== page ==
Wednesday, December 1, 2010

The Sweet Hereafter

The Sweet Hereafter screens at the Toronto Underground Cinema as part of our Good Canadian Cinema? series on Thursday December 2nd at 7:00pm.

Special thanks are in order to my good friend Jenna Hossack for helping me put this and the forthcoming Naked Lunch blogs together while under large amounts of stress.

Growing up, you generally don't gravitate towards movies that depress you in any way. Teenagers generally don't want to watch a film about the deaths of children, incest, and how towns are torn apart by tragedy. I know I wasn't one of those teenagers, but for some reason The Sweet Hereafter shook me to my very core. I have very rarely had a more visceral reaction to a film prior to that. In fact, The Sweet Hereafter is a film that solidified my thoughts of being a writer or working in film. Apparently, I am not alone. A quick look at Rotten Tomatoes shows I am not alone amongst critics. The Sweet Hereafter has a perfect 100% approval rating (based on a little over 50 reviews) on the aggregate website which even the most dubious doubters would have to admit is pretty impressive. The film was the second highest vote getter in our Good Canadian Cinema poll.



In Atom Egoyan's meditation on loss (based on a book by Russell Banks that took place in upstate New York, that was based on a real life event that happened in Alton, Texas) a small British Columbia town is rocked when every child in the town, save for one (Sarah Polley) is tragically killed in a school bus accident. Into their grieving lives comes Mitchell Stephens (Ian Holm), a lawyer encouraging the surviving parents to join in a class action lawsuit against some defendants with big pockets. But Mitchell has dark familial secrets of his own and the one surviving girl, now a paraplegic might not be willing to bend the truth to Mitchell's will. On top of that, she is also hiding a devastating secret of her own.

Egoyan, in what I believe is hands down his best film, uses a uniquely Canadian landscape to heighten the feeling of isolation these parents must be feeling (portrayed by an all star cast including Bruce Greenwood, Maury Chaykin, and Tom McCamus). The setting is bright because of the abundance of snow, but things could not possibly be bleaker. It is interesting to note the use of snow in a bleak film. Snow is a very reflective surface that tends to bring a lot of things to light even in the darkest parts of the day.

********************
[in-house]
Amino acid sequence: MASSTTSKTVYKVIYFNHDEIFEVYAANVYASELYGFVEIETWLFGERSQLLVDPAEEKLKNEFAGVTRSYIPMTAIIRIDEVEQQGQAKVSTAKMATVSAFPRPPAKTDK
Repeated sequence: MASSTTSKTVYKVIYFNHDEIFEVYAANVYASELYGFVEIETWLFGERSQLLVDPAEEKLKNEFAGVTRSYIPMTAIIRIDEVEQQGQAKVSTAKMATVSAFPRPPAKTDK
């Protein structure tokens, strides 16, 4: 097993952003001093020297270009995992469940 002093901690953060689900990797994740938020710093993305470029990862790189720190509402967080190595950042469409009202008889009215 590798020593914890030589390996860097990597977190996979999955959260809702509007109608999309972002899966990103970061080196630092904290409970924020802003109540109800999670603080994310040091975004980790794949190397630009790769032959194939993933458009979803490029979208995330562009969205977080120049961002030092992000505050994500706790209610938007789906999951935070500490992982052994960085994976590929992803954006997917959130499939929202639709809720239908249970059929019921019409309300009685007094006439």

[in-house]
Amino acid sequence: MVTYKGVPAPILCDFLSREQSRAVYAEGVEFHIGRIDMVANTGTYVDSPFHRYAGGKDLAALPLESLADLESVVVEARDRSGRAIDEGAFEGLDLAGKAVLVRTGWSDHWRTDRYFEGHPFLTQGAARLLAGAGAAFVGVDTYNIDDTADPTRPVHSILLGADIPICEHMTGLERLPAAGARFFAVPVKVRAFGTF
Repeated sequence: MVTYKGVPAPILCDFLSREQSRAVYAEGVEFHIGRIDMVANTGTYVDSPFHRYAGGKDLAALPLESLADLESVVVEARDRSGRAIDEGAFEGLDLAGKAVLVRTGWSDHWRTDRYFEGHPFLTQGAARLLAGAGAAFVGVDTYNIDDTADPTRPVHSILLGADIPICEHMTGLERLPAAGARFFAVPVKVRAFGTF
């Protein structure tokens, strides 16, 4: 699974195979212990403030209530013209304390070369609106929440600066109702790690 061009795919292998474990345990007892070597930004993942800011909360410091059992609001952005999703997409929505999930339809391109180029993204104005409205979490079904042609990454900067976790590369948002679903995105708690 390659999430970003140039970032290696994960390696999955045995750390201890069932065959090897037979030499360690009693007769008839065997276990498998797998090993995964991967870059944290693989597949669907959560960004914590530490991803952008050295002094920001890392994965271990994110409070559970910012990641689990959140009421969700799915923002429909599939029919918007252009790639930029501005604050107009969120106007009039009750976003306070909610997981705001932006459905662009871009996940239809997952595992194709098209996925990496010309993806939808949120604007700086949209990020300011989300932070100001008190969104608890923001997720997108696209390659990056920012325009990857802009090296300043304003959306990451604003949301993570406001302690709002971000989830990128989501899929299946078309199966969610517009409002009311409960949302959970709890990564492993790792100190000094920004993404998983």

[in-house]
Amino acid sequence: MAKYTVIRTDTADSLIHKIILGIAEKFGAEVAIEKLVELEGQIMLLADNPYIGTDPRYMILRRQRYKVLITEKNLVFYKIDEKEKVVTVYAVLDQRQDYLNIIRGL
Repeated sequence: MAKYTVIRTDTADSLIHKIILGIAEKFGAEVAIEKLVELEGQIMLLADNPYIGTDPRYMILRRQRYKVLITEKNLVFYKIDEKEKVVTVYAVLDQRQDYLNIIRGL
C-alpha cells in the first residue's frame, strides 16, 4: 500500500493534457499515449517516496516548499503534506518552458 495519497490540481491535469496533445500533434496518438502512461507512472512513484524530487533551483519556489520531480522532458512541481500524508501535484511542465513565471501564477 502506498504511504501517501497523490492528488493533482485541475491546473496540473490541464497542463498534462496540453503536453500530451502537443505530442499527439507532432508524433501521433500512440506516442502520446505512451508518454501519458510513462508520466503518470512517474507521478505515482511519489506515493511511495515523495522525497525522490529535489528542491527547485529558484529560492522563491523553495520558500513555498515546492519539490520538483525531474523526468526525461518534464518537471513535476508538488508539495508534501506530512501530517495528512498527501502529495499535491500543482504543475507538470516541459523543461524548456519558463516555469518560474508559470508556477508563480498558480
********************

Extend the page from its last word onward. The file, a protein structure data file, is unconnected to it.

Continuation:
The snow and the remote location also speaks to the nature of silence, both in nature and such a close knit community. The Sweet Hereafter gives the viewer a real presence in the absence of sound; a place where silence and the impossibility of speech leads to awkward silences that reach across the landscape and the emotional divide. This is a town full of people robbed of the moment when their children could even be old enough to ignore and abandon their families. The grief they were deep down expecting is replaced by one completely unfathomable and unseen, even by the viewer. The bus crash is shown inter-cut with Mitchell telling a story of a black widow spider bite in one of the eeriest and most unsettling moments in film history.

Another interesting parallel is that of the old nursery rhyme The Pied Piper of Hamlin. Sarah Polley, playing Nicole in one of her best performances, is quite literally the character of the rhyme by virtue of her survival; a key element when you consider that she sing songs the same poem to a child in the film. It stands as a testament to the secret she is keeping and to the accident itself. You could also look at Mitchell as a similar character, leading the parents of the town blindly in a lawsuit that will not only bring their children back, but the money from which might bring more harm than good.

The Sweet Hereafter is quite possibly one of the most depressing films I have ever seen in my life and I mean that in the best possible way. This is a film of real drama and real emotion; not tarted up in any way with any sort of fake sentiment. It is brutally honest, undeniably compelling and eminently watchable despite it all. It is a film of such complexity, where the beautiful mixes openly with the ugly, that I wish I had it in me to make something with half the power of this film. I say this rarely, but The Sweet Hereafter is truly a must see.

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